With the exception of the “Big-3″ . . . the Braves pitching staff is always in motion. . . And much of the success has come from players not deemed worthy of roster spots on other big league clubs. The Braves have made a habit of turning cast-off non-roster invites into big-name free agents. Clearly, the Braves are doing something right, and much of the credit has gone to pitching coach Leo Mazzone.
The details of his report are available via the link so I won’t beat anyone to death with numbers – for a bit anyway.. Bradbury’s conclusion was pretty unequivocal.
When looking at all of the pitchers in the sample, Leo Mazzone’s presence lowered a pitcher’s ERA by about 0.63 ERA points. To put the effect in perspective, for the average 2004 National League pitcher (4.31 ERA) Leo’s impact on earned runs was about the same as Coors Field in the opposite direction. Note to Dan O’Dowd: take the balls out of the humidor and hire Leo Mazzone.. . . For starters, having Leo Mazzone as a pitching coach was worth about 0.41 earned runs per 9 innings or 1 earned run per 22 innings. For relievers, Mazzone was good for about a 0.68 reduction in earned runs per 9 innings, or 1 run per 13 innings.
He also found that once they left Leo the success did not continue. He concluded that”. . .Starters and relievers pitched worse both before and after playing for Mazzone. . .” He found that this partly due to the way pitchers were handled during the game and that “. . .The larger ERA gains for relievers over starters are consistent with this hypothesis. “
If the powers that be ever decide to open the Hall doors to pitching coaches, Leo Mazzone has a very strong case.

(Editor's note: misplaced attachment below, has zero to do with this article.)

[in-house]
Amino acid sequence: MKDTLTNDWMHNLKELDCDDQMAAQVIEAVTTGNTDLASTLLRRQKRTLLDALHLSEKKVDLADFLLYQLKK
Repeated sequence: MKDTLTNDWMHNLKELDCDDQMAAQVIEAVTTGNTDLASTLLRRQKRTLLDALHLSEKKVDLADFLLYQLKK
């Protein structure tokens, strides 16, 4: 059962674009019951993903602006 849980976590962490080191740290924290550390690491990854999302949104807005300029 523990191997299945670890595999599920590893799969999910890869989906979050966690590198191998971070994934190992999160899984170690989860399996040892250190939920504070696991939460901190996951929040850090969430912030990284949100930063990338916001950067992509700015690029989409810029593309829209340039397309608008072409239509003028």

Rob Neyer has on multiple occasions suggested that if the Hall of Fame ever decided to add pitching coaches, He narrowed it down to three categories to help him decide who was Hall of Fame worthy:
- He must have been a pitching coach for 15 or more seasons (based on the time the average HoF manager actively managed)
- How did his pitchers ERA+ compare
- How many big seasons di the staff have. Big is simply the number of seasons with pitchers who had big win totals. For Sain and his four man rotation big equaled 20 or more, for Mazzone and the five man rotation the number he decided on was 18.
When all was said and done Johnny Sain was the top man on the list and right behind or beside him was his disciple Leo Mazzone. He compared the two back in 2004. I updated Mazzone’s numbers to the end of his years in Atlanta.
Sain Mazzone Years 17 17 AERA 103 113 "Big" 16 19
His conclusion: “. . .without micro-examining the qualifications of all the long-term pitching coaches, it seems reasonable to start with Johnny Sain and his No. 1 pupil, Leo Mazzone. If not necessarily in that order.”
Ladies and gentlemen I’m aware that Leo’s departure for Baltimore upset a few folks in Atlanta at that time. But his departure for any reason does nothing to lessen the impact he had on a Braves team that made history in a streak that will likely never be repeated. Glavine left, Maddux left, Smoltz left, Murphy left and they’re already inducted. If there’s a case for him as a Cooperstown pitching coach – and I think others demonstrated that there is – he’s certainly worthy of a spot in the Braves Museum at Turner Field. It’s time to put Leo Mazzone where he was for 15 years, alongside Bobby Cox, Tom Glavine, John Smoltz and soon Javy Lopez in the Braves Hall Of Fame.
That’s A Wrap
I think it’s pretty clear that Mazzone belongs in the Braves Hall of Fame. What’s not clear is why they’re inducting a trainer and a player from the dead ball era and can’t find room for Leo. Leo made the pitching staff better and kept them healthy. At their inductions into the Braves Hall Maddux Glavine and Smoltz all acknowledged what Leo did for them. It’s time past time for the Braves to do the right thing and induct Leo Mazzone in 2015.